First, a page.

The Stuff of Life


When Breast Cancer Came to My House

(I was asked to write my breast cancer story for our local paper as a part of Breast Cancer Awareness month. The following is just a little piece of 2016 in the Harms house. It’s a bit longer than my typical blog posts, but I am publishing it as it was printed in the paper.)


The hardest part is telling your kids.

Watching your child navigate heartache is painful. But when you are the one who causes the heartache, it is almost unbearable.

We sat in front of the fireplace, Corey and I. It was January 21. Two days after my biopsy.

Carter leaned against the living room wall. Owen against a couch. Lewis beside him.  Our two teenagers and the 9-year-old who will always be my baby.

There was a surreal, fear-tinged atmosphere surrounding that moment.

The boys knew about my biopsy.

They knew there was something not quite right with my body.

But they were as ill-prepared for the blow of the diagnosis as I was.

That diagnosis was Invasive Ductal Carcinoma. Breast cancer. Corey and I had allowed ourselves 24 hours to process the news, and now it was time to bring the boys into this undesirable circle.

I don’t think I could have physically spoken my diagnosis to the boys. As I watched them quietly brace themselves for whatever news was coming, the pathway from my vocal cords to my lips grew tight and suddenly there was not enough air in the room to form words. So I just leaned on Corey hoping somehow that his strength would seep into me. And praying that his words would not get lost like mine.

“We got the biopsy results back, and your mom has breast cancer.”


The world stopped for a minute while we watched our boys’ insulated lives bust wide open.

Tears don’t often flow freely at our house, but that night they did.

I saw the fear in my boys’ eyes and more than anything I wanted to take it away.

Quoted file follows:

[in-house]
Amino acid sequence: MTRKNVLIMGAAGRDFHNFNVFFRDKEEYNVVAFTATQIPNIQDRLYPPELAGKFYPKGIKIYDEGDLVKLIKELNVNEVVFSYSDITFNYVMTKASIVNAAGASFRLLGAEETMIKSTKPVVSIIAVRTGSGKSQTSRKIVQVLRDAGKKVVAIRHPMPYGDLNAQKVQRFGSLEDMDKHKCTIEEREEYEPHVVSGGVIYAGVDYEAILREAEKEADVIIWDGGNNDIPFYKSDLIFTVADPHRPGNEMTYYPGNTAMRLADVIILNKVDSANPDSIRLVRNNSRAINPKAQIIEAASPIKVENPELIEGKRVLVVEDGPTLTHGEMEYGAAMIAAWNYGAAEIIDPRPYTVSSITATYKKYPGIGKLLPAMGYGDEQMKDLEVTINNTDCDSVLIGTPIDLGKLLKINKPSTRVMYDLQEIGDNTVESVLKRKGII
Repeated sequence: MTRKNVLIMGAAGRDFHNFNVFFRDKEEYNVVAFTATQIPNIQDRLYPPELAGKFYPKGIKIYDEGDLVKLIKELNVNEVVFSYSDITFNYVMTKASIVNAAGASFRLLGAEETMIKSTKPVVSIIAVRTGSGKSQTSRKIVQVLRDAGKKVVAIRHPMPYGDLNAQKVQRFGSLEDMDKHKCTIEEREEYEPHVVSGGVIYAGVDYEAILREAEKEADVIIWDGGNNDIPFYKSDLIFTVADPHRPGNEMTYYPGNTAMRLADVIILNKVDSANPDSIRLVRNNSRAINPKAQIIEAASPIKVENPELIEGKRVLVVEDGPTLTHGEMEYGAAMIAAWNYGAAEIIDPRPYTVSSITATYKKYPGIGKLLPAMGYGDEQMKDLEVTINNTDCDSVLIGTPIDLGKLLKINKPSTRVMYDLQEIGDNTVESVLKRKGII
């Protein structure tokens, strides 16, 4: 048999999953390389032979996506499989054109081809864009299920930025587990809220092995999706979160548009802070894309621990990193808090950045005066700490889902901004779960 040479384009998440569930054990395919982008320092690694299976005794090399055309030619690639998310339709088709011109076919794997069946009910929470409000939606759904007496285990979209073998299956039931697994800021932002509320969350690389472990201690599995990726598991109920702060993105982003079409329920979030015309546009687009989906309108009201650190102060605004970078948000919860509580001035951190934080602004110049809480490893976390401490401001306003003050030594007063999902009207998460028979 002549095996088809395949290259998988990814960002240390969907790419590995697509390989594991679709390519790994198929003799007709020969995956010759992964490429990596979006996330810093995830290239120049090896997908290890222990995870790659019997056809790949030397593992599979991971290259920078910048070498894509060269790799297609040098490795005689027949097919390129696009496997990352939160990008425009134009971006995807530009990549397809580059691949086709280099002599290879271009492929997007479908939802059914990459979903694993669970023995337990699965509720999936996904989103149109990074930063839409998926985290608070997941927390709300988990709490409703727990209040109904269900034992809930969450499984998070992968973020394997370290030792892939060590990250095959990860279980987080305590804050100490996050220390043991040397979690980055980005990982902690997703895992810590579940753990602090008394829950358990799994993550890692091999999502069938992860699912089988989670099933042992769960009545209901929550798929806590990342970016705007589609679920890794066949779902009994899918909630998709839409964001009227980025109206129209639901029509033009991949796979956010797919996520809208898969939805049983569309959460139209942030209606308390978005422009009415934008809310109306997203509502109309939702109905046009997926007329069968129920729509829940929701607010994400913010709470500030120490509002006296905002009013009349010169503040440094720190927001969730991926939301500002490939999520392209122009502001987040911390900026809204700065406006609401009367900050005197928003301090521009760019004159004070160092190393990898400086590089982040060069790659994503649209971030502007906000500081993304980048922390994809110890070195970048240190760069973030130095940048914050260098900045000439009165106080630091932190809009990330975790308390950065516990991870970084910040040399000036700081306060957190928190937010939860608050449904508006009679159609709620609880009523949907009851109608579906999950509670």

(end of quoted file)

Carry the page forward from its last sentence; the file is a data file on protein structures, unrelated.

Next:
It’s going to be okay. Breast cancer is treatable. The doctors will fix this and then we’ll get right back to normal, is what I wanted to say. But the truth is I was drowning in fear myself.

Fear of the unknown. Because all I had at that point was a name for my tumor. I didn’t know if it had spread beyond the lump I could feel under the skin of my breast. I didn’t know what my future looked like. Chemo? Radiation? Surgery? Death? I just knew that something was growing inside of me that was not supposed to be growing inside of me, and I was helpless to stop it.

Overcoming Fear

Fear can do crazy things to your mind if you let it. It can take you down paths you don’t want to be on. And there were days that all of my energy was spent fighting ugly thoughts.

But even as those thoughts bombarded me, one scripture verse kept coming to the forefront of my mind.

“Fear not, for I am with you. Be not dismayed for I am your God. I will strengthen you. I will help you. I will uphold you with my righteous right hand.” It was from Isaiah, and I had memorized it during high school to get me through the jitters I always felt before the gun went off at a track meet. Who knew at that time how much more I would need those words at 40 than I did at 15.

At first, I don’t know that I fully believed all the words of verse that played on repeat in my mind. But the more I took the fear and covered it with the fear not the more I trusted that God knows what he’s doing.

That he wasn’t looking down from heaven saying, “Oh shoot, I screwed that one up. Kim wasn’t supposed to get that tumor. Oh well. She’s got it now, I guess we’ll go with it.”

I think what he wanted was for me to learn to trust him in the hard stuff. And by watching me trust him, he wanted my kids to learn that they can trust him as well.

The Path Through the Treatment

The boys survived that night in the living room. They worked their way through the fear. And they helped me make it through a really tough season.

After my bilateral mastectomy, they (along with Corey) became my physical strength. They helped me out of my recliner. They opened my refrigerator door. They refilled my water bottle. The adjusted my footstool.

And they graciously kept being themselves as well. They still yelled at the Xbox when their games weren’t going right. They still ate their way through a million boxes of cereal. They still wrestled on the living room floor, and they still got passionately involved in viewing Cyclone basketball games on TV. Together, we found an “unnormal” normal. And we grew to have a deep appreciation of each other and our time together.

While the boys helped me out and worked through the cancer in their own way, Corey was doing the hard things too. He came home at lunchtime to help me shower. He blew my hair dry and helped me get dressed. He emptied my drains, and he told me I was beautiful when my scars told me I was ugly.

On the Other Side